Sagebrush Buttercups

Last weekend we decided to take advantage of the good weather that we’ve been having and we explored a new walking trail that we had not been to before.  (We also wanted to make good use of this short window of time that is not snowy, neither too cold nor too hot, and before the ticks and mosquitoes start to come out.)  The trail, which wound around the side of a hill overlooking a valley, ended up being far shorter than we had expected, so I don’t know if we’ll be returning, but on the top of the hill I was lucky enough to find these sagebrush buttercups blooming.  I found it difficult to get a good photo since the sunlight was so bright, but this one is not too bad:

Sagebrush Buttercups

I was happy to find these because, while we’ve had snowdrops and crocuses blooming in our garden for the last few weeks, these are the first wildflowers that I have seen this year.  Sagebrush buttercups (Ranunculus glaberrimus) are typically one of the earliest-blooming spring wildflowers.  They grow in dry forests or on sagebrush hillsides (hence the name).  They grow only during the spring, and by the time the hot summer temperatures arrive, their foliage has already died away for the year.  One thing I love about these flowers is how shiny their petals are (which you can see a bit of in the above photo).  I don’t why they’re like that – maybe the shiny petals help to attract bees and other pollinating insects?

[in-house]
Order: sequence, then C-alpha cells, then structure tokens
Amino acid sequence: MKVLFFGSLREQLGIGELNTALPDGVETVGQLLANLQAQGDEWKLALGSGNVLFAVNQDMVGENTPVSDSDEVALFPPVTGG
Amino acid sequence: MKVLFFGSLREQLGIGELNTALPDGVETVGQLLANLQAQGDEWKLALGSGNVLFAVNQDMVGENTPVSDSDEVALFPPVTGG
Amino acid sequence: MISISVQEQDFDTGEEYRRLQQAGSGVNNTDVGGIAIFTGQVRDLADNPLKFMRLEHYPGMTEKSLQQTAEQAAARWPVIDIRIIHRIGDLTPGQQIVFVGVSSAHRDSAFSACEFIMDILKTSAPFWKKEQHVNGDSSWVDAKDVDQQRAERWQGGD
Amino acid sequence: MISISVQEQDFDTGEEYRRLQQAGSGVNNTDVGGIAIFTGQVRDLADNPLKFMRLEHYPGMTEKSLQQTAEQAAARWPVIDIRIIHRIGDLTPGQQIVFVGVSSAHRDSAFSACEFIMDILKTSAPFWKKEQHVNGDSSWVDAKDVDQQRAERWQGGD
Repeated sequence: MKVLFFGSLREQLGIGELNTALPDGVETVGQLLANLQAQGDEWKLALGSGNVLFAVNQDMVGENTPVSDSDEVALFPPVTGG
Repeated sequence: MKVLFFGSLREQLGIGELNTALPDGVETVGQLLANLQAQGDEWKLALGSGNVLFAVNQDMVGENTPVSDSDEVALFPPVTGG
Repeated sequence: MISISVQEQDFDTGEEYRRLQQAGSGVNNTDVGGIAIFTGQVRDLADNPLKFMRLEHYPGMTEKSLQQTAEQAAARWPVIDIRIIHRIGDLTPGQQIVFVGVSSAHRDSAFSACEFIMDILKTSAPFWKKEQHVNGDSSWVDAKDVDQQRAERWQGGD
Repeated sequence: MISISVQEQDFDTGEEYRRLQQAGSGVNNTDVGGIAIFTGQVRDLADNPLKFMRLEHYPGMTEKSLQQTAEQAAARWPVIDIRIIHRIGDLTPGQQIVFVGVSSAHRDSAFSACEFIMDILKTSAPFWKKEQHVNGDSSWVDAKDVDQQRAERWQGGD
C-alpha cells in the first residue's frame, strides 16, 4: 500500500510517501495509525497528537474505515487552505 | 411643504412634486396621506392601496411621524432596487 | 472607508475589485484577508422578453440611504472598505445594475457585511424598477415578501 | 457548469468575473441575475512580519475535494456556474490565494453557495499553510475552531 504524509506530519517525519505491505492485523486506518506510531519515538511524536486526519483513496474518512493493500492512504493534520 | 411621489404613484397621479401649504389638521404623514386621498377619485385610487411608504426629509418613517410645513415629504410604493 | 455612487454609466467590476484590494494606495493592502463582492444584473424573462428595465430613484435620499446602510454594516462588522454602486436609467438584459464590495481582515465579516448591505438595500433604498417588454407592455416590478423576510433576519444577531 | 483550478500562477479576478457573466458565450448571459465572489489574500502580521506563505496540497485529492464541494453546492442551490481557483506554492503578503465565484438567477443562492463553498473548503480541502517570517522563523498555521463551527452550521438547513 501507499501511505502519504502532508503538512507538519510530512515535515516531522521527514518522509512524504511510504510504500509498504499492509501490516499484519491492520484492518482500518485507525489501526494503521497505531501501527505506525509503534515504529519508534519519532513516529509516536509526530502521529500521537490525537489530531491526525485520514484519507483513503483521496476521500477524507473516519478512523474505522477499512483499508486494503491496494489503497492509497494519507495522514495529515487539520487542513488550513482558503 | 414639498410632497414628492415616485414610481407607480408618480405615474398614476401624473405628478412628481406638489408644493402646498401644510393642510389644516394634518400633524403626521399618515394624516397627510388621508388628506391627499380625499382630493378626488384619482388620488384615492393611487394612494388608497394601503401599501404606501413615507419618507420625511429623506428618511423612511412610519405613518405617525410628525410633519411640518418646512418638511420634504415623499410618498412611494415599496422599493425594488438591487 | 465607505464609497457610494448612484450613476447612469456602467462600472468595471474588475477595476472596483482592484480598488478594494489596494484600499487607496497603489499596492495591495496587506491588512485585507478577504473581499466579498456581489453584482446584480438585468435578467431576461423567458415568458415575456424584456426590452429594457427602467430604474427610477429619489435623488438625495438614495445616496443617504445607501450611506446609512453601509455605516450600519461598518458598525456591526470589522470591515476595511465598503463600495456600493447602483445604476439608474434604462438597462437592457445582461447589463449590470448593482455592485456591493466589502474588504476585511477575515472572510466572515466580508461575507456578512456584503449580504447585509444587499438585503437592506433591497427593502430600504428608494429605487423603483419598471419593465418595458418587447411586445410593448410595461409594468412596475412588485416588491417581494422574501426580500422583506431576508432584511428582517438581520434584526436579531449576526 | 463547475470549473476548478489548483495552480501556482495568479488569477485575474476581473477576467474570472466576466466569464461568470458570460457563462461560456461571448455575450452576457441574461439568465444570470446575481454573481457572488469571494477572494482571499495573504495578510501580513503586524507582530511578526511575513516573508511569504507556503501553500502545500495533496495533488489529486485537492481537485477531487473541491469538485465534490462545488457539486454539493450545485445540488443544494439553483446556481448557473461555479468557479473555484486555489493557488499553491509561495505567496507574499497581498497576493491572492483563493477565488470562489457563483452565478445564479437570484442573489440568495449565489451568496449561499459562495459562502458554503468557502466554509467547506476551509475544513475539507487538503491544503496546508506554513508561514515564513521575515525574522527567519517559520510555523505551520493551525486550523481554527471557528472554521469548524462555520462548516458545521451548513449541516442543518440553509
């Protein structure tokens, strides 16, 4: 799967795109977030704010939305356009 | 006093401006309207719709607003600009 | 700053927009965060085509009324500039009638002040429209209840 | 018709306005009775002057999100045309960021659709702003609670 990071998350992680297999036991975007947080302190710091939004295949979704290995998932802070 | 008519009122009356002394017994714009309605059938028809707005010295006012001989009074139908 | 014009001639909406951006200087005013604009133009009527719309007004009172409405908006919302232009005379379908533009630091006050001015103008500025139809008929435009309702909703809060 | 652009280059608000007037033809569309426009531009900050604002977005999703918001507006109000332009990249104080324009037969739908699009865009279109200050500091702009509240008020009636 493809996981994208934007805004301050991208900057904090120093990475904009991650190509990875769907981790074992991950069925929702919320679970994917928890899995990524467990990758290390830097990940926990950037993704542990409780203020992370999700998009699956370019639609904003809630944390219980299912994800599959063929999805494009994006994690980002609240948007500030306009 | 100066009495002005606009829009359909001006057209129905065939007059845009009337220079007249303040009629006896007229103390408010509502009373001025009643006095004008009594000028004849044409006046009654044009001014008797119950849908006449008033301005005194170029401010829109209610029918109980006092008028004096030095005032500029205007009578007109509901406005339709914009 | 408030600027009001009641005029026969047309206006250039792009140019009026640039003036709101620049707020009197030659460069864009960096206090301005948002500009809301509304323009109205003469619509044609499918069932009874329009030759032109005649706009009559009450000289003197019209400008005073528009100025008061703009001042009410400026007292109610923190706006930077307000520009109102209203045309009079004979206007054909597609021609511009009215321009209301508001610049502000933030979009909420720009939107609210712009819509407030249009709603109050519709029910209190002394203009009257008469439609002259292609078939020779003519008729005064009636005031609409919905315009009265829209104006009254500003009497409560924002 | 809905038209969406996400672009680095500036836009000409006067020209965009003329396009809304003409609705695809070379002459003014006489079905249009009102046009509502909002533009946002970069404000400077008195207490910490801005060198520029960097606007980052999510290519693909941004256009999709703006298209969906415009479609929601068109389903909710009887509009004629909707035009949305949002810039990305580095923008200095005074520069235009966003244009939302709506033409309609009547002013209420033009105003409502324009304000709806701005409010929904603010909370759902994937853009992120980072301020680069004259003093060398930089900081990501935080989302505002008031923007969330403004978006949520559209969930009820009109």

What are the signs of spring in your part of the world?

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